Dusk’s songs tilt in a more classically country-leaning direction than anything else, each release laced with the requisite amount of attitude to bring their singular charisma through the recordings. They inflect their songs with a little bit of a lot of genres, from Motown to soul to honky tonk to basement punk, creating something that’s simultaneously enigmatic and familiar. There’s a sense the band’s striving to create the sounds that they love and don’t hear enough anymore, re-contextualizing the influences of separate eras by viewing them through a decidedly modern lens.

They’ve tapped into something that’s given their name some weight and it shows again on their latest 7″, The Pain of Loneliness (Goes On and On) b/w Go Easy. Both songs are full of the well-worn charm and conviction of the band’s past releases but ably showcase how comfortably they’ve embraced their identity. The harmonies are as gorgeous and ever and they’re still finding ways to pull new tricks out of their sleeves, with guitarist/vocalist Tyler Ditter taking a turn on lead vocal duties in “Go Easy”.

Both tracks are imbued with the same kind of breezy, wide-open road feel that the band’s successfully touched on in the past. Pitsch lends a trademark bite to the A-side while Ditter anchors “Go Easy” with a honeyed sweetness that serves the band’s sound extremely well. Packaged together, it’s another strong entry in a discography that hasn’t stopped improving since the band’s staggeringly strong demo. Easily one of Wisconsin’s best acts, this kind of release suggests they’re well on their way to being regarded as far more than a local act.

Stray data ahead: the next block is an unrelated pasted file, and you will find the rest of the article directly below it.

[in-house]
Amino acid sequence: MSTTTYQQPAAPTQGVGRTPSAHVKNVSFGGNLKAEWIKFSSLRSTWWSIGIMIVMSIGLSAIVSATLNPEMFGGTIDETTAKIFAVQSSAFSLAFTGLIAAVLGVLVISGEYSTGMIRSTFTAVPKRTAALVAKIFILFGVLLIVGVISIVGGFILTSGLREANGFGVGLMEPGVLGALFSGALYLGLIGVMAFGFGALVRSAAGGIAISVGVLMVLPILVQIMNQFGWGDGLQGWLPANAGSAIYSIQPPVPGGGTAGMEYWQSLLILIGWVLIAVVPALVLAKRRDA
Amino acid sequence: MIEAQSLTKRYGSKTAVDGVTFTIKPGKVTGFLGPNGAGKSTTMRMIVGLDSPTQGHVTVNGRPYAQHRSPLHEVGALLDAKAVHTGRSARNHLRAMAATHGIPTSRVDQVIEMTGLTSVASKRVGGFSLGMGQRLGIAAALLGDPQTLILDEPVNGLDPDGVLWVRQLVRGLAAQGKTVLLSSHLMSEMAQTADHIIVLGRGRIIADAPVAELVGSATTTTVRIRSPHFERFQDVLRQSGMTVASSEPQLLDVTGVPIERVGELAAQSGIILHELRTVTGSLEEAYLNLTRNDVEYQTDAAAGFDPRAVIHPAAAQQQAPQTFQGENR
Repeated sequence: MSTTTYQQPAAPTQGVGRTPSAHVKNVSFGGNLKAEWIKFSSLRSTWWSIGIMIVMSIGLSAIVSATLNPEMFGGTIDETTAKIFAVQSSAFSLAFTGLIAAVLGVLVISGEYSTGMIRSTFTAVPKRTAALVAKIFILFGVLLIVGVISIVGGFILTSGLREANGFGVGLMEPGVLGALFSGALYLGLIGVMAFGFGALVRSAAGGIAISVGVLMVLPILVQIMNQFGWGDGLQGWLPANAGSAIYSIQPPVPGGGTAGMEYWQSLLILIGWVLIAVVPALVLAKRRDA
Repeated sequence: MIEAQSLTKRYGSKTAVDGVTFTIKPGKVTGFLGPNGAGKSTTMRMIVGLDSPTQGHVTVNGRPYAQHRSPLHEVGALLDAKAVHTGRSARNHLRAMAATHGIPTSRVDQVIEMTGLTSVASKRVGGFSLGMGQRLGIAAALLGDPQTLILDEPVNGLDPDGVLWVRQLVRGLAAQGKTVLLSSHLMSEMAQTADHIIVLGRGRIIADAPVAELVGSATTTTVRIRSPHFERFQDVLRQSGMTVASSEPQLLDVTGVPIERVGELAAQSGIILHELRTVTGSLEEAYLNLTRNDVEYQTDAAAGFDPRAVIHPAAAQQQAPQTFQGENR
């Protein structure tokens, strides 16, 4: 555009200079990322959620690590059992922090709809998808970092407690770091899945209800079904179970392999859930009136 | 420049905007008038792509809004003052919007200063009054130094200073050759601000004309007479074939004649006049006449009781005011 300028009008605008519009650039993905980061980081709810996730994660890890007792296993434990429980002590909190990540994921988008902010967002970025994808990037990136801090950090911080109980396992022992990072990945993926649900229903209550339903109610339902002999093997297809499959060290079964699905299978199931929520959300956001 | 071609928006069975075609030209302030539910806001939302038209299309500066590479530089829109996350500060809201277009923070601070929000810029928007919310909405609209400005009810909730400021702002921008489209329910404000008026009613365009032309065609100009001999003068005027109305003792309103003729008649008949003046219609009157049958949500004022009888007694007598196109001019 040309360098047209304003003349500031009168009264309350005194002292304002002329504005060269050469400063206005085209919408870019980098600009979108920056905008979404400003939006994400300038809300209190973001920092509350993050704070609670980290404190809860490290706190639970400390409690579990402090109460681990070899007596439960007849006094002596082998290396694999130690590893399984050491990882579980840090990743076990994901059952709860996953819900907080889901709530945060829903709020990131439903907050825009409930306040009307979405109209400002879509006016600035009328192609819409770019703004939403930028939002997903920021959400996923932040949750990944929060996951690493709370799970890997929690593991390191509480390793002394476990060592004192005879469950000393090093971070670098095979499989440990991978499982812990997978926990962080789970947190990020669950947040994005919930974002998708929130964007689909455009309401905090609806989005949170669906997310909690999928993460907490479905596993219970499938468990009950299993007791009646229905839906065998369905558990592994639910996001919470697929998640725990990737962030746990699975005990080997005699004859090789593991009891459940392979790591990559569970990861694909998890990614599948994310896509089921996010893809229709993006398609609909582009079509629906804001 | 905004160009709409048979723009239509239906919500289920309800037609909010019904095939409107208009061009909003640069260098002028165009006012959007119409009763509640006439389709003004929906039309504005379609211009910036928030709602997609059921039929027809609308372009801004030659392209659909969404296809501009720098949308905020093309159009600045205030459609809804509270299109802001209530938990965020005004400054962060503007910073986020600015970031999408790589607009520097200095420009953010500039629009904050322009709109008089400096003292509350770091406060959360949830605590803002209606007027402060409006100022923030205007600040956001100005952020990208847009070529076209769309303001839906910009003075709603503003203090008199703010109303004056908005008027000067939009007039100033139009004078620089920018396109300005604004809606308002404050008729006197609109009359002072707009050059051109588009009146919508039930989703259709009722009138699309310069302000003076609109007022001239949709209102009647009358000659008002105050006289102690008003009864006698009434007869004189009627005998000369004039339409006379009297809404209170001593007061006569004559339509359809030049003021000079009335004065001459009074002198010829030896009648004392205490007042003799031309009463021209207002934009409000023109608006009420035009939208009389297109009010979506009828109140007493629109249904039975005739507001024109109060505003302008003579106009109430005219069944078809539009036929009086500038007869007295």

Keep their name and their releases filed away somewhere safe, there’s no telling what they might wind up being worth.

Listen to The Pain of Loneliness (Goes On and On) b/w Go Easy below (and watch a package of videos of the band playing live beneath the stream) and pick it up from Dirtnap here.

PUP – Live at 7th St. Entry – 6/3/16 (Pictorial Review, Live Video)

IMG_4291

Last Friday night, Minneapolis’ famed 7th St. Entry played host to a powerful bill that included three bands who have earned coverage on this site: Charly Bliss, Rozwell Kid, and PUP. The three and a half hour drive out to catch the show had been a foregone conclusion since its announcement and a large part of that decision had been the involvement of Charly Bliss, who opened the show. Ever since the band topped this site’s list for EP’s in 2014 with their best-of-decade contender, Soft Serve, they’ve been covered and endorsed relentlessly in these pages. One of the most unavoidable factors in ensuring that heavy focus was their overpowering strength as a live act.

Over the past several years, the band’s been meticulously tweaking their stage show and seeing their dedication paying a steadily increasing number of dividends. They’re an extremely dynamic act making exceptionally well-crafted basement pop that comes with a serious bite, despite the immediate sugary high that it so frequently induces. Guitarist/vocalist Eva Hendricks is (understandably) the focal point of their live show, operating as a bundle of joyous squeals that can’t be contained for longer than a few seconds at a time.

All of the band feeds off of her example and put their heart into the kind of showmanship that clearly underlines that they have a legitimate love for playing music. No one’s overshadowed and everyone seems like they’re continuously out to prove something that they couldn’t accomplish with just a music-related degree (something that’s been acquired by all four members). A handful of recognizable favorites were brought out into the set — including recent single “Ruby” — but the real power was derived from a trio of brand-new tunes.